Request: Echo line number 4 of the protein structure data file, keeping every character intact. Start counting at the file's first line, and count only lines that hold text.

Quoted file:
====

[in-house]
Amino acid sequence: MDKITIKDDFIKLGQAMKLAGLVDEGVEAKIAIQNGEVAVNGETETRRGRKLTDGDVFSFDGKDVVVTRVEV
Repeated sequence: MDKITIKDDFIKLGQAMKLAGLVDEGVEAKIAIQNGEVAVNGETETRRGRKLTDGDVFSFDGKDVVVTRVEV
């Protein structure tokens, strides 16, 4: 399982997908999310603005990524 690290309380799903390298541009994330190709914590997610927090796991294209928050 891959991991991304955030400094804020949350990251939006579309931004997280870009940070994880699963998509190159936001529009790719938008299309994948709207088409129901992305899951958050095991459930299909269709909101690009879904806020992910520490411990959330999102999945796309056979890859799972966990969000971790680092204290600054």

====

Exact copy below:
């Protein structure tokens, strides 16, 4: 399982997908999310603005990524 690290309380799903390298541009994330190709914590997610927090796991294209928050 891959991991991304955030400094804020949350990251939006579309931004997280870009940070994880699963998509190159936001529009790719938008299309994948709207088409129901992305899951958050095991459930299909269709909101690009879904806020992910520490411990959330999102999945796309056979890859799972966990969000971790680092204290600054």